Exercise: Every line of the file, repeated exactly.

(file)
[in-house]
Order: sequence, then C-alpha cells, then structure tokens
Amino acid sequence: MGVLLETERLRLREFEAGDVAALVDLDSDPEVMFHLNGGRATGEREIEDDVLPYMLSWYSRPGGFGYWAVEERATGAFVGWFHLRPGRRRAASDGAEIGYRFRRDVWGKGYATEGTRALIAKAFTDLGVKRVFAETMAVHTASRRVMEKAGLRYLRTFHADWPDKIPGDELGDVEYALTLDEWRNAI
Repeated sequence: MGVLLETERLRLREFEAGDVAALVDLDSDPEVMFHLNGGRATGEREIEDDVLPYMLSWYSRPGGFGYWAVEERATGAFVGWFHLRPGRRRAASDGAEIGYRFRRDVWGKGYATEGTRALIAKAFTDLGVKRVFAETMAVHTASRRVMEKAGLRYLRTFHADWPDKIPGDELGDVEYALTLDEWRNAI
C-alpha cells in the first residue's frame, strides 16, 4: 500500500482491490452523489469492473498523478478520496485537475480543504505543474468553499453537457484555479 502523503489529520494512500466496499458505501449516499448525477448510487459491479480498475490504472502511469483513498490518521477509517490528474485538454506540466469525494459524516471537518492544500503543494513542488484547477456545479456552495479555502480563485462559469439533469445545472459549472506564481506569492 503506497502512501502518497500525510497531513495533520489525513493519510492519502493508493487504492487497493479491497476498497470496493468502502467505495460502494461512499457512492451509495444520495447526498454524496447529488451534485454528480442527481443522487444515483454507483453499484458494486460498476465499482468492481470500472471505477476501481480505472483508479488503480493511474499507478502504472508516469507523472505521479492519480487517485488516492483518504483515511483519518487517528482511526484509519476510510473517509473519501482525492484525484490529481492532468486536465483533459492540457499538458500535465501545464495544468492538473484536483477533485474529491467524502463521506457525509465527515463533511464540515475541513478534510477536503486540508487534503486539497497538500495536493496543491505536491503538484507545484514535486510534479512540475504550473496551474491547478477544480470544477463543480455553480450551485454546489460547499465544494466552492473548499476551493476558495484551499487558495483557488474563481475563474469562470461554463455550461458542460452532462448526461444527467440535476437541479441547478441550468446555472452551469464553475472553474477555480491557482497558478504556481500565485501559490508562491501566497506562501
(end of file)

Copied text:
[in-house]
Order: sequence, then C-alpha cells, then structure tokens
Amino acid sequence: MGVLLETERLRLREFEAGDVAALVDLDSDPEVMFHLNGGRATGEREIEDDVLPYMLSWYSRPGGFGYWAVEERATGAFVGWFHLRPGRRRAASDGAEIGYRFRRDVWGKGYATEGTRALIAKAFTDLGVKRVFAETMAVHTASRRVMEKAGLRYLRTFHADWPDKIPGDELGDVEYALTLDEWRNAI
Repeated sequence: MGVLLETERLRLREFEAGDVAALVDLDSDPEVMFHLNGGRATGEREIEDDVLPYMLSWYSRPGGFGYWAVEERATGAFVGWFHLRPGRRRAASDGAEIGYRFRRDVWGKGYATEGTRALIAKAFTDLGVKRVFAETMAVHTASRRVMEKAGLRYLRTFHADWPDKIPGDELGDVEYALTLDEWRNAI
C-alpha cells in the first residue's frame, strides 16, 4: 500500500482491490452523489469492473498523478478520496485537475480543504505543474468553499453537457484555479 502523503489529520494512500466496499458505501449516499448525477448510487459491479480498475490504472502511469483513498490518521477509517490528474485538454506540466469525494459524516471537518492544500503543494513542488484547477456545479456552495479555502480563485462559469439533469445545472459549472506564481506569492 503506497502512501502518497500525510497531513495533520489525513493519510492519502493508493487504492487497493479491497476498497470496493468502502467505495460502494461512499457512492451509495444520495447526498454524496447529488451534485454528480442527481443522487444515483454507483453499484458494486460498476465499482468492481470500472471505477476501481480505472483508479488503480493511474499507478502504472508516469507523472505521479492519480487517485488516492483518504483515511483519518487517528482511526484509519476510510473517509473519501482525492484525484490529481492532468486536465483533459492540457499538458500535465501545464495544468492538473484536483477533485474529491467524502463521506457525509465527515463533511464540515475541513478534510477536503486540508487534503486539497497538500495536493496543491505536491503538484507545484514535486510534479512540475504550473496551474491547478477544480470544477463543480455553480450551485454546489460547499465544494466552492473548499476551493476558495484551499487558495483557488474563481475563474469562470461554463455550461458542460452532462448526461444527467440535476437541479441547478441550468446555472452551469464553475472553474477555480491557482497558478504556481500565485501559490508562491501566497506562501